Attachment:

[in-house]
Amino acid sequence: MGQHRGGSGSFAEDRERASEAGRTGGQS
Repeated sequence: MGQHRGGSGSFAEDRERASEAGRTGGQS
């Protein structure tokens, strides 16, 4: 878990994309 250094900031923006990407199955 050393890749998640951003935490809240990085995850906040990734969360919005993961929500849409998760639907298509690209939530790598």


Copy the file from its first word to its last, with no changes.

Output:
[in-house]
Amino acid sequence: MGQHRGGSGSFAEDRERASEAGRTGGQS
Repeated sequence: MGQHRGGSGSFAEDRERASEAGRTGGQS
């Protein structure tokens, strides 16, 4: 878990994309 250094900031923006990407199955 050393890749998640951003935490809240990085995850906040990734969360919005993961929500849409998760639907298509690209939530790598």